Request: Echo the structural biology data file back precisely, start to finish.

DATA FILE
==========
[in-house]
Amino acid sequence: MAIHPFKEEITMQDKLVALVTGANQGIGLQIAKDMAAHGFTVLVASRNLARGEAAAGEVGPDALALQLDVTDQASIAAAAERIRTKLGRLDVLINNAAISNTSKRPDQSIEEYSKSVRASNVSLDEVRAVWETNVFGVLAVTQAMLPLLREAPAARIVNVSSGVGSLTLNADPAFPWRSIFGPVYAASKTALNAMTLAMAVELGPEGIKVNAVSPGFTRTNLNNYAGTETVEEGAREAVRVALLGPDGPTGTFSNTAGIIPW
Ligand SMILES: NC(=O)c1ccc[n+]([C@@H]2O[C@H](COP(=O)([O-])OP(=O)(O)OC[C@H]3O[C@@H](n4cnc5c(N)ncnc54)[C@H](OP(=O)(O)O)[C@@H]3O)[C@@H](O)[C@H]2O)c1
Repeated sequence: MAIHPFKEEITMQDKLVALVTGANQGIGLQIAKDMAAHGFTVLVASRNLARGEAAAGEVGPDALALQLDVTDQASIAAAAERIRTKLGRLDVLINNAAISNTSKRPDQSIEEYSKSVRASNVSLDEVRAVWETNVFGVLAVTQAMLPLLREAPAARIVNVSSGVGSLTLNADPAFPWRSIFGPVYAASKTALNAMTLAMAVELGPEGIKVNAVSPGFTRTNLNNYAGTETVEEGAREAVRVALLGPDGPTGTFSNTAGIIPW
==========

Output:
[in-house]
Amino acid sequence: MAIHPFKEEITMQDKLVALVTGANQGIGLQIAKDMAAHGFTVLVASRNLARGEAAAGEVGPDALALQLDVTDQASIAAAAERIRTKLGRLDVLINNAAISNTSKRPDQSIEEYSKSVRASNVSLDEVRAVWETNVFGVLAVTQAMLPLLREAPAARIVNVSSGVGSLTLNADPAFPWRSIFGPVYAASKTALNAMTLAMAVELGPEGIKVNAVSPGFTRTNLNNYAGTETVEEGAREAVRVALLGPDGPTGTFSNTAGIIPW
Ligand SMILES: NC(=O)c1ccc[n+]([C@@H]2O[C@H](COP(=O)([O-])OP(=O)(O)OC[C@H]3O[C@@H](n4cnc5c(N)ncnc54)[C@H](OP(=O)(O)O)[C@@H]3O)[C@@H](O)[C@H]2O)c1
Repeated sequence: MAIHPFKEEITMQDKLVALVTGANQGIGLQIAKDMAAHGFTVLVASRNLARGEAAAGEVGPDALALQLDVTDQASIAAAAERIRTKLGRLDVLINNAAISNTSKRPDQSIEEYSKSVRASNVSLDEVRAVWETNVFGVLAVTQAMLPLLREAPAARIVNVSSGVGSLTLNADPAFPWRSIFGPVYAASKTALNAMTLAMAVELGPEGIKVNAVSPGFTRTNLNNYAGTETVEEGAREAVRVALLGPDGPTGTFSNTAGIIPW